Other requests return a default HTTP 404 error.

TIP: if you're having difficulties with generating the right expectation you can program it out in Java using the Java client (when not using Maven, take the MockServer JAR which already contains the dependencies) and then use JDeveloper HTTP analyzer ( to capture the request for MockServer and use that request.

TIP: by default, if an expectation is met, the response is returned. If the same request is offered again, a 404 is returned. To change this behavior, use an example expectation like;

  "httpRequest" : {  
   "method" : "POST",  
   "path" : "/login"  
  "httpResponse" : {  
   "statusCode" : 200,  
   "body" : "{ message: 'incorrect username and password combination' }",  
   "headers" : [ {  
    "name" : "Content-Type",  
    "values" : [ "application/json; charset=utf-8" ]  
   }, {  
    "name" : "Cache-Control",  
    "values" : [ "public, max-age=86400" ]  
   } ],  
   "times" : {"unlimited": true}  

TIP: In order to create an initial set of expectations and simplify initial setup, MockServer can be run as a transparent proxy recording requests and responses. Of course the clients of the services which will be mocked, need to be configured to use MockServer as proxy for this to work. The requests/responses can be saved in a log file. Since the requests contain client specific headers and session id's, some refinement will probably be needed to make the expectations more reusable. After refinement, they can be fed to MockServer as expectations. It is also possible to directly generate Java MockServer client code from the recorded requests/responses.

Using variables with SOAP UI

MockServer does not natively allow the use of variables in expectations. You can not use part of the request directly in the response. You can of course use the client to provide that functionality. However when you use the Java or JavaScript provided libraries, it will require some coding. You can also provide similar functionality from a client like SOAP UI with relatively little scripting (more tester friendly).

In this example (SOAP UI project can be downloaded here) I've used a property defined on the testcase. I've used this property in the expectation request to MockServer and in the assertion for the response (login, not visible in the screenshot). If you define the REST resources for MockServer in SOAP UI, a WADL can be generated. This WADL (or the SOAP UI project \as a whole) can be reused. The supplied SOAP UI project can be used as a start for this.


Although MockServer provides useful functionality to implement mock services, there are several things to consider. Below I'm also providing some pointers which might help if you consider using MockServer.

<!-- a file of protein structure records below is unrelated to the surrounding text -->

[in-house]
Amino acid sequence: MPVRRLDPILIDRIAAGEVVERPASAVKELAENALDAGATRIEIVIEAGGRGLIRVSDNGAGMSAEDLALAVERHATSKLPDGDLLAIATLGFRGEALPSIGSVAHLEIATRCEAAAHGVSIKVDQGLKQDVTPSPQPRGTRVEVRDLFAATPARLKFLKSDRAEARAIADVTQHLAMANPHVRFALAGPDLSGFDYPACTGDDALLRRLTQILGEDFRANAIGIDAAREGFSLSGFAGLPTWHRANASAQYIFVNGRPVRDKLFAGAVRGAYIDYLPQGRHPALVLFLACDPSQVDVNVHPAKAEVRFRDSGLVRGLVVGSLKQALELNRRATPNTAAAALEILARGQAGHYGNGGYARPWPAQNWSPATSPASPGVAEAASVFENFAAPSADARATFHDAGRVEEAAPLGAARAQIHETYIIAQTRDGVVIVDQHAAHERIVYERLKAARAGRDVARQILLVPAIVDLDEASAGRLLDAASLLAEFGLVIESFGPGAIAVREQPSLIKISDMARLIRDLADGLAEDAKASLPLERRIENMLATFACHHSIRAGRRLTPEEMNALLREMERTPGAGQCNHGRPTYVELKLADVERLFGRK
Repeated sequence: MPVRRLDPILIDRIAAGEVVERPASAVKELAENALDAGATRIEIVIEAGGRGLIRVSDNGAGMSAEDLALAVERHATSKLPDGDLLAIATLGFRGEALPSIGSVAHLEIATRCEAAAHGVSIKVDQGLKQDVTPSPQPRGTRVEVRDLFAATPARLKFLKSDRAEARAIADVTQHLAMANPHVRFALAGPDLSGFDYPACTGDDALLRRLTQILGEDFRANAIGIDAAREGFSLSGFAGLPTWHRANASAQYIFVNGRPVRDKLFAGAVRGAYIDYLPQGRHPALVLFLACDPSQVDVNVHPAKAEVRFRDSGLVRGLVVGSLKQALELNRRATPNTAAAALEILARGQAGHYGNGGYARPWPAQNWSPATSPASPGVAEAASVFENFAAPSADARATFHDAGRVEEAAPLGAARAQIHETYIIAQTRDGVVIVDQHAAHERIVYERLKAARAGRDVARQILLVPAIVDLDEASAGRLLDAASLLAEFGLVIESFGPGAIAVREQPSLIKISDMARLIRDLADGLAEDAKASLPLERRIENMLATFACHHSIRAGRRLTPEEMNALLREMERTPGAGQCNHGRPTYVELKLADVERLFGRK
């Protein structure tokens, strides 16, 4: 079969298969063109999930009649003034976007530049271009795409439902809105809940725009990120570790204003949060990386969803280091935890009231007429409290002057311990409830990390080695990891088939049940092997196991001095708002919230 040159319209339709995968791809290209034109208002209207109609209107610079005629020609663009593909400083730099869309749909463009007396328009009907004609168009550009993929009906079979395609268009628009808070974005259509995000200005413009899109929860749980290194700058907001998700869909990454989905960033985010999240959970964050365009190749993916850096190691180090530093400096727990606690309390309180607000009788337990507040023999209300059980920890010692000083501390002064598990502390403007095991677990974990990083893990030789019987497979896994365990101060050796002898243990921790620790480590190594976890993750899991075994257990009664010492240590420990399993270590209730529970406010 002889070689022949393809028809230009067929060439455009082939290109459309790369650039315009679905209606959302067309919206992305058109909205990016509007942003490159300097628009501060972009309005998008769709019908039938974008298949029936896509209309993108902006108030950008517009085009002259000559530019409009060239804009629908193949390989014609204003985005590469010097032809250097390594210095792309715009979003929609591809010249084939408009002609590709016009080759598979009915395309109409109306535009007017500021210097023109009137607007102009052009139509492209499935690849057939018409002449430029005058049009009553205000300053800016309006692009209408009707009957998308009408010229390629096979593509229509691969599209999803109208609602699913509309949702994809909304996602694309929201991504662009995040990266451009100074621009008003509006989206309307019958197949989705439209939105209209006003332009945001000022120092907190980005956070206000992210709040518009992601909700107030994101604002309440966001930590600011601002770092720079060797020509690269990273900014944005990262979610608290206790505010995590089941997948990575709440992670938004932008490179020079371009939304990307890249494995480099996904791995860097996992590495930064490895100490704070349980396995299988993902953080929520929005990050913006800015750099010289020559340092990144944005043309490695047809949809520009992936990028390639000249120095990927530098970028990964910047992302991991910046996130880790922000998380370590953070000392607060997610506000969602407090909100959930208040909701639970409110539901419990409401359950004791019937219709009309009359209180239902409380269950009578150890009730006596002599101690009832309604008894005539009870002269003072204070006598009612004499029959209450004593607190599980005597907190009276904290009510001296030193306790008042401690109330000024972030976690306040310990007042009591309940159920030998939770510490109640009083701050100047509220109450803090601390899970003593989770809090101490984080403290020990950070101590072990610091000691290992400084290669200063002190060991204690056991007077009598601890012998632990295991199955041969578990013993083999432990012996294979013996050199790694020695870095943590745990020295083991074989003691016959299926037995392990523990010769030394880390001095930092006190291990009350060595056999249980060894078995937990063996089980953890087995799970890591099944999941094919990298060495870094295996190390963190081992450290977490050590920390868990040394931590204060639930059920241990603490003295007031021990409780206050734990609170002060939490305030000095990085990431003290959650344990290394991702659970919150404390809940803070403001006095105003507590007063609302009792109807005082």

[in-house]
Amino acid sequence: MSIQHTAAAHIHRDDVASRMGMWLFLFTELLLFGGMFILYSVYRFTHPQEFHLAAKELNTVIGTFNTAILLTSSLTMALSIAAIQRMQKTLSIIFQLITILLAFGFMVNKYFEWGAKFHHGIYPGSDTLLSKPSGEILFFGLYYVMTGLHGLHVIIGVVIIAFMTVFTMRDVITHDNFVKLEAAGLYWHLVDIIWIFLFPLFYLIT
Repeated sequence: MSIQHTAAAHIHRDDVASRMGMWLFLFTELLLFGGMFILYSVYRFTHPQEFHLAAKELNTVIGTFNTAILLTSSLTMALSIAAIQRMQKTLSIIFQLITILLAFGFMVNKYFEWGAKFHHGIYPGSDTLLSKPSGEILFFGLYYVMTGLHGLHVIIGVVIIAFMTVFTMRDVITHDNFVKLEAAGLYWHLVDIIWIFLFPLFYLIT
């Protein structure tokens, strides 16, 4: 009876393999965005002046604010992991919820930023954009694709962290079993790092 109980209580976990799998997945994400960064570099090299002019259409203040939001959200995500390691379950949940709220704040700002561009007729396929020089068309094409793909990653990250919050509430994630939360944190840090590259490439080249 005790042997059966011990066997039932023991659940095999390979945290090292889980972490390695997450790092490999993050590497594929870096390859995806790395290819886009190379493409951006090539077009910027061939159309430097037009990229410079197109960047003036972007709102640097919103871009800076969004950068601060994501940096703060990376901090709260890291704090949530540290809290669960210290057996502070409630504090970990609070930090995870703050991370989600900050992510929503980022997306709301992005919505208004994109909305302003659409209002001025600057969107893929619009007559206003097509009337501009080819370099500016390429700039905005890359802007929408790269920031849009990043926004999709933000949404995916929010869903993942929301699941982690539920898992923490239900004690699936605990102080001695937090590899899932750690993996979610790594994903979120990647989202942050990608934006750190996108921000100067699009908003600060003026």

MockServer allows mocking HTTP and HTTPS requests, thus (among others) SOAP services and REST/JSON services. It's functionality is relatively basic so you need something around it to provide required expectations. This can be done from for example SOAP UI.

MockServer runs in memory. Upon restart of MockServer, all expectations are lost. This requires loading them externally from a MockServer client (Java/JavaScript code or for example SOAP UI) in order for expectations to be reused. Since MockServer runs in memory, it is not practical to provide an extremely large numbers of expectations in order to for example mock entire applications; keep it small and simple.

If a single MockServer instance is used to mock services for multiple services (maybe maintained/developed by different teams), it is useful to start a SOAP UI testsuite with first clearing up specifically the expectations which are relevant for the test to be performed. It is also a good idea to clear up the expectations you've set after having performed the test to not influence other tests.

MockServer is setup at a specific host/port. You need to replace endpoints in calls for clients so the MockServer is called instead of the actual service. If MockServer is used as a proxy to record requests/responses, the clients of the services need to be configured to use MockServer as a proxy.

When you want to mock Oracle SOA web-services, often abstract WSDL's are used (see here). The webservice binding is determined at runtime. This requires MockServer to provide a WSDL which contains the concrete binding at runtime and not only the endpoint.

MockServer expectations are executed in the order in which they are setup. You can use this to for example define a 'catchall' SOAP fault when testing a specific service so the response message always conforms to the WSDL.

MockServer has several methods which allow writing specific information to log files. These log files however cannot be returned directly by using the REST API. To analyse them you need to have access to the specific log files on the file-system where MockServer is running.

Configuration of MockServer is done at the commandline. If this configuration needs to be changed, MockServer needs to be restarted. When MockServer is run on an applicationserver, direct access to the machine running MockServer is not required for a restart; this can usually be done from the application server console.

MockServer provides a Maven Plugin and can be used as part of a Continuous Delivery process to automate specific tests.